Cycle commuting

· culture ·

Part of my plan for this year is to get rid of the car, and spend more time outdoors. Something that helps both aims (as well as saving us money and saving fossil fuels) is for me to commute to work by bike. I actually planned to start commuting in by bike last year, but my hospitalisation set that plan back a bit. Last week, I cycled in a couple of times, and I'm really enjoying it.

We're really lucky that we're almost on one of the National Cycle Network routes, which in turn happens to go very close to the University. So I can do almost the whole route through parks and very quiet residential streets, which makes an enormous difference to the feel of the ride. I used to like commuting in Oxford, but you did have to have your wits about you the whole time, and a healthy sense of paranoia that everyone in a car was trying to kill you, which didn't make for a relaxing ride. Now, I can mostly glide along serenely -- daydreaming, thinking about work, mentally composing blog posts -- with only the need to keep half an eye out for rampaging dogs or oblivious pedestrians.

The ride takes a fair bit longer than going by train (about 45 minutes, with a few minutes either end to load or unload the bike), but it's an easy, flat ride, and I deliberately don't race along. I've realised (not before time) that the secret to happy commuting is to ride at a sedate pace, so that you can arrive in your everyday clothes and not dripping with sweat. Despite the fact that I had to endure torrential rain and strong winds on a couple of the journeys, I was surprised to find that I arrived relaxed and wide awake, and with much more energy than I usually start the day.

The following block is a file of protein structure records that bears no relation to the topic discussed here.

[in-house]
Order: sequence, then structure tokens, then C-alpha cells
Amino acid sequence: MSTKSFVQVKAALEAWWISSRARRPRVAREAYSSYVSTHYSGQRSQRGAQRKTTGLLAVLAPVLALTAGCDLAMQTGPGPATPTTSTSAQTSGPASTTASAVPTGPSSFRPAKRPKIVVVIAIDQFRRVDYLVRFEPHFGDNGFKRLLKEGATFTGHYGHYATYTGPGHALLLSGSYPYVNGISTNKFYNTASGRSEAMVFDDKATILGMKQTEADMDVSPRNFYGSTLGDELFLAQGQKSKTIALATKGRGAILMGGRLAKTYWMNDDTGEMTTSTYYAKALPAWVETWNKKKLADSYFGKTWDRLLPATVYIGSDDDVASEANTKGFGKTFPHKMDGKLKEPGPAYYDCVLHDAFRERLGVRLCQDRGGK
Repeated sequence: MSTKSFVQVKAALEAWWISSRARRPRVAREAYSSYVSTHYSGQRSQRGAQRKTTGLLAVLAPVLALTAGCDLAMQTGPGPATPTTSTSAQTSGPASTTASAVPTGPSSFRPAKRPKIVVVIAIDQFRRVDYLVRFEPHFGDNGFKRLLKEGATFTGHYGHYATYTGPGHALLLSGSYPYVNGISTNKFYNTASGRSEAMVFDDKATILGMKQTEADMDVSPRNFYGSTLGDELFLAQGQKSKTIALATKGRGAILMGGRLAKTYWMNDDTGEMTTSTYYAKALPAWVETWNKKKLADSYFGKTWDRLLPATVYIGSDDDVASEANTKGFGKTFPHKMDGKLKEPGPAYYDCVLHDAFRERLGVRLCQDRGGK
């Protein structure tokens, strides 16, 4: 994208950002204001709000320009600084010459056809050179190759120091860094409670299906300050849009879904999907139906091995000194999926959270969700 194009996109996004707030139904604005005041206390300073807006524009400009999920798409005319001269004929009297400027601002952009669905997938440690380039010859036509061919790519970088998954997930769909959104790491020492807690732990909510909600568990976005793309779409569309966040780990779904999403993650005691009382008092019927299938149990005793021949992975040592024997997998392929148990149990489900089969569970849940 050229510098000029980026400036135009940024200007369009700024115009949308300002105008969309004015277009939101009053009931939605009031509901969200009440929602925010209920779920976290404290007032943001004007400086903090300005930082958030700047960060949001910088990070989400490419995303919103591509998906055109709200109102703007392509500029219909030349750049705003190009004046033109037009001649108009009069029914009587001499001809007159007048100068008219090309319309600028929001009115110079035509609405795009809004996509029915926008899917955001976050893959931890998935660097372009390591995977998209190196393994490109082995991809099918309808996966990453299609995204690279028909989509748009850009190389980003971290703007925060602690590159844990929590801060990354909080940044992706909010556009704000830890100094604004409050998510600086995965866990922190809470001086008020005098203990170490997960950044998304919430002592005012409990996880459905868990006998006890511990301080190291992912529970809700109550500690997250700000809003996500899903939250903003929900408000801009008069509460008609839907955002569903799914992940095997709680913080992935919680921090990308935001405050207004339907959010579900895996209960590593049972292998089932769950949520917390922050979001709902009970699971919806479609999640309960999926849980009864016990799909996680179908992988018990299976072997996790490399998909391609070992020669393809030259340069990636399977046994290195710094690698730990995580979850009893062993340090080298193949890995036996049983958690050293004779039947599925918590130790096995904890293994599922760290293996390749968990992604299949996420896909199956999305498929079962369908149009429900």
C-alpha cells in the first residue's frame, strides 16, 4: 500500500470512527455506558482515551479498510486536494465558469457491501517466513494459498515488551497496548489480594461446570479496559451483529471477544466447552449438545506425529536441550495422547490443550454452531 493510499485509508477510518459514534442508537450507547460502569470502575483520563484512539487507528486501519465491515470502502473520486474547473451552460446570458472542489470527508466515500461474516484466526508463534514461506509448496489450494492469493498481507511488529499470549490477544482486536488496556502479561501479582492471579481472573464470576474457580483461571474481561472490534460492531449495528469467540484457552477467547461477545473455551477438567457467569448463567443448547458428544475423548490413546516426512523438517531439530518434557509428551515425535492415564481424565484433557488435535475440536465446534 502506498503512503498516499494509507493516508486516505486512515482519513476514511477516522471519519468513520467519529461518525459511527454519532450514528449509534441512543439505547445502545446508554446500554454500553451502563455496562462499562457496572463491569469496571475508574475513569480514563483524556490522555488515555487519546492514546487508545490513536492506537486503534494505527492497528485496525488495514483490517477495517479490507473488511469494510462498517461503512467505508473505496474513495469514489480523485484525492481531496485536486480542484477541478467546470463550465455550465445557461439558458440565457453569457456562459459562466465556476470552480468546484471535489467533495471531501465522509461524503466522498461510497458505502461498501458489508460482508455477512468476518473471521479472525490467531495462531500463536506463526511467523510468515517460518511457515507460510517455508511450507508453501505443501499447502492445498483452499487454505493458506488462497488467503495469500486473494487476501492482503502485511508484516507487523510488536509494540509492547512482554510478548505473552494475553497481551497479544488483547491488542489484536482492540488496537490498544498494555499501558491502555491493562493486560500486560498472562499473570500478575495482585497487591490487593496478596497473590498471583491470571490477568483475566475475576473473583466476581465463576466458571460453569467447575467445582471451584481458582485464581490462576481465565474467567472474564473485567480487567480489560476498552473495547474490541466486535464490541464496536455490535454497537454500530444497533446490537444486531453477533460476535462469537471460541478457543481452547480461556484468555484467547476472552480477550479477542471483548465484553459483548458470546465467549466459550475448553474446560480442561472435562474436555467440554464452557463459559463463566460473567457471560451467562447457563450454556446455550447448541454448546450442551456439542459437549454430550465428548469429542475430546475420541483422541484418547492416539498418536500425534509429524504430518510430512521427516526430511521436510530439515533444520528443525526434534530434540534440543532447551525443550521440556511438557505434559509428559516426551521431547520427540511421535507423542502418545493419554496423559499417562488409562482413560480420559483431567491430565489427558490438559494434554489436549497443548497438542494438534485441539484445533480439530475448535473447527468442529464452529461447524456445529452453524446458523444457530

It's wonderful to breeze along, listening to the birds, watching the bulbs start to emerge, and hearing the distant roar of traffic that you're not having to battle with. It's also a lot more sociable; you can smile at and pass the time of day with other commuters and dog walkers as you go along.

It will be even better when I get my new bike. I'm using Mr. Bsag's mountain bike at the moment, which is heavy, makes me lean too far forwards (which plays hell with my wrists and shoulders), and has a saddle that feels like a razor to my generously proportioned backside. The route is rather muddy, so it's also a pain to have to keep cleaning the block and gears so that bits of grit don't damage it. Mr. Bsag is annoyingly strict about that... For the same reasons, my recumbent would also not be suitable for the route, and would get wrecked quite quickly. That's why I'm getting a Farrhad Manufaktur Comfort under the tax-free bikes scheme, which is a Dutch-style town bike, with hub gears (much less maintenance), full chainguards and mudguards (clean clothes), and a very comfortable upright position. In other words, a 'proper' bike.